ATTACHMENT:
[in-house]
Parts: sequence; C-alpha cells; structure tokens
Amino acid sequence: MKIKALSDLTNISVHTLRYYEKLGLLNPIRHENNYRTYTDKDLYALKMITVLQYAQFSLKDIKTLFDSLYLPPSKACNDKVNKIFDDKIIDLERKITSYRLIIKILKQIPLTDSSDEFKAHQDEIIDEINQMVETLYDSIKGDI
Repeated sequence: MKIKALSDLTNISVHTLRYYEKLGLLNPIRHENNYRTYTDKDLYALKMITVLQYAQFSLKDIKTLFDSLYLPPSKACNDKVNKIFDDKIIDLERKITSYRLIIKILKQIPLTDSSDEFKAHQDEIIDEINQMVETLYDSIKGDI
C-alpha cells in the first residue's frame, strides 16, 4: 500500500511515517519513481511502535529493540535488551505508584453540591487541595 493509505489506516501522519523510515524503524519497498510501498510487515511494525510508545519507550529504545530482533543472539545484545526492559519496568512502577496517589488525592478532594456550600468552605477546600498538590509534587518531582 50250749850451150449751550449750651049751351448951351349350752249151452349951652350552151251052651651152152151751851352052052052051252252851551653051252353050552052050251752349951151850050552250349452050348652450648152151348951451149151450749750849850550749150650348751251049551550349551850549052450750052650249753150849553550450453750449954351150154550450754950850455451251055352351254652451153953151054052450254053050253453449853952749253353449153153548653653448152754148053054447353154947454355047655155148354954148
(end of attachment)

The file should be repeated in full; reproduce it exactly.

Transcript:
[in-house]
Parts: sequence; C-alpha cells; structure tokens
Amino acid sequence: MKIKALSDLTNISVHTLRYYEKLGLLNPIRHENNYRTYTDKDLYALKMITVLQYAQFSLKDIKTLFDSLYLPPSKACNDKVNKIFDDKIIDLERKITSYRLIIKILKQIPLTDSSDEFKAHQDEIIDEINQMVETLYDSIKGDI
Repeated sequence: MKIKALSDLTNISVHTLRYYEKLGLLNPIRHENNYRTYTDKDLYALKMITVLQYAQFSLKDIKTLFDSLYLPPSKACNDKVNKIFDDKIIDLERKITSYRLIIKILKQIPLTDSSDEFKAHQDEIIDEINQMVETLYDSIKGDI
C-alpha cells in the first residue's frame, strides 16, 4: 500500500511515517519513481511502535529493540535488551505508584453540591487541595 493509505489506516501522519523510515524503524519497498510501498510487515511494525510508545519507550529504545530482533543472539545484545526492559519496568512502577496517589488525592478532594456550600468552605477546600498538590509534587518531582 50250749850451150449751550449750651049751351448951351349350752249151452349951652350552151251052651651152152151751851352052052052051252252851551653051252353050552052050251752349951151850050552250349452050348652450648152151348951451149151450749750849850550749150650348751251049551550349551850549052450750052650249753150849553550450453750449954351150154550450754950850455451251055352351254652451153953151054052450254053050253453449853952749253353449153153548653653448152754148053054447353154947454355047655155148354954148